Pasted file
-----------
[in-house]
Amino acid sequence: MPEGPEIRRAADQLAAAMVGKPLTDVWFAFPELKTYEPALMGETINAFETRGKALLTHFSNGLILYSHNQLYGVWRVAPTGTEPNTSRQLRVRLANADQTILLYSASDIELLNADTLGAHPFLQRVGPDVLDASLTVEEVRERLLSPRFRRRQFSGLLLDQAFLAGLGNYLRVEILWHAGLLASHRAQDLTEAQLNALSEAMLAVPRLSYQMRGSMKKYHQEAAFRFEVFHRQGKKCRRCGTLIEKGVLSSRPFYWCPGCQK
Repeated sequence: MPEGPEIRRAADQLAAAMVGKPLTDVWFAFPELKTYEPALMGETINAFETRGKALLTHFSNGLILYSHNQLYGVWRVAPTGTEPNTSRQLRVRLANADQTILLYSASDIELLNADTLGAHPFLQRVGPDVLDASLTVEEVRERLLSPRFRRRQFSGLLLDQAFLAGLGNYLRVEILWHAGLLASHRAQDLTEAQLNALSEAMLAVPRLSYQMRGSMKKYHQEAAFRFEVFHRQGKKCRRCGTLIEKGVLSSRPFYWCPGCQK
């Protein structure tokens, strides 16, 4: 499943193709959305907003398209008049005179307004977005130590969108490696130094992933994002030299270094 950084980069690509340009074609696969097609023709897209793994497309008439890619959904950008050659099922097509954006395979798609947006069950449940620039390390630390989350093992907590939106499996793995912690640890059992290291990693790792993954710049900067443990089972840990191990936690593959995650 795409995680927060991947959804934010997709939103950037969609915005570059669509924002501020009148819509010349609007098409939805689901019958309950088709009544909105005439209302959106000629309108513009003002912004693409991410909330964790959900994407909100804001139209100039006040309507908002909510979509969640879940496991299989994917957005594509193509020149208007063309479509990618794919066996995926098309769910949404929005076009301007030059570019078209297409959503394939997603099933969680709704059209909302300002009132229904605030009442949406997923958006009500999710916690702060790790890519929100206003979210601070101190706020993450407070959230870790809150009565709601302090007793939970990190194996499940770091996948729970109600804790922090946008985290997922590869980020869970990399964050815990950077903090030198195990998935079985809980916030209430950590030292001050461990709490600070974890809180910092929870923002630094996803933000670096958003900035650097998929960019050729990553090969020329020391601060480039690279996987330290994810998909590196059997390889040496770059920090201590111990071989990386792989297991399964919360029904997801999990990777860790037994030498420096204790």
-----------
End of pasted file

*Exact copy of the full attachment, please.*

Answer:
[in-house]
Amino acid sequence: MPEGPEIRRAADQLAAAMVGKPLTDVWFAFPELKTYEPALMGETINAFETRGKALLTHFSNGLILYSHNQLYGVWRVAPTGTEPNTSRQLRVRLANADQTILLYSASDIELLNADTLGAHPFLQRVGPDVLDASLTVEEVRERLLSPRFRRRQFSGLLLDQAFLAGLGNYLRVEILWHAGLLASHRAQDLTEAQLNALSEAMLAVPRLSYQMRGSMKKYHQEAAFRFEVFHRQGKKCRRCGTLIEKGVLSSRPFYWCPGCQK
Repeated sequence: MPEGPEIRRAADQLAAAMVGKPLTDVWFAFPELKTYEPALMGETINAFETRGKALLTHFSNGLILYSHNQLYGVWRVAPTGTEPNTSRQLRVRLANADQTILLYSASDIELLNADTLGAHPFLQRVGPDVLDASLTVEEVRERLLSPRFRRRQFSGLLLDQAFLAGLGNYLRVEILWHAGLLASHRAQDLTEAQLNALSEAMLAVPRLSYQMRGSMKKYHQEAAFRFEVFHRQGKKCRRCGTLIEKGVLSSRPFYWCPGCQK
């Protein structure tokens, strides 16, 4: 499943193709959305907003398209008049005179307004977005130590969108490696130094992933994002030299270094 950084980069690509340009074609696969097609023709897209793994497309008439890619959904950008050659099922097509954006395979798609947006069950449940620039390390630390989350093992907590939106499996793995912690640890059992290291990693790792993954710049900067443990089972840990191990936690593959995650 795409995680927060991947959804934010997709939103950037969609915005570059669509924002501020009148819509010349609007098409939805689901019958309950088709009544909105005439209302959106000629309108513009003002912004693409991410909330964790959900994407909100804001139209100039006040309507908002909510979509969640879940496991299989994917957005594509193509020149208007063309479509990618794919066996995926098309769910949404929005076009301007030059570019078209297409959503394939997603099933969680709704059209909302300002009132229904605030009442949406997923958006009500999710916690702060790790890519929100206003979210601070101190706020993450407070959230870790809150009565709601302090007793939970990190194996499940770091996948729970109600804790922090946008985290997922590869980020869970990399964050815990950077903090030198195990998935079985809980916030209430950590030292001050461990709490600070974890809180910092929870923002630094996803933000670096958003900035650097998929960019050729990553090969020329020391601060480039690279996987330290994810998909590196059997390889040496770059920090201590111990071989990386792989297991399964919360029904997801999990990777860790037994030498420096204790």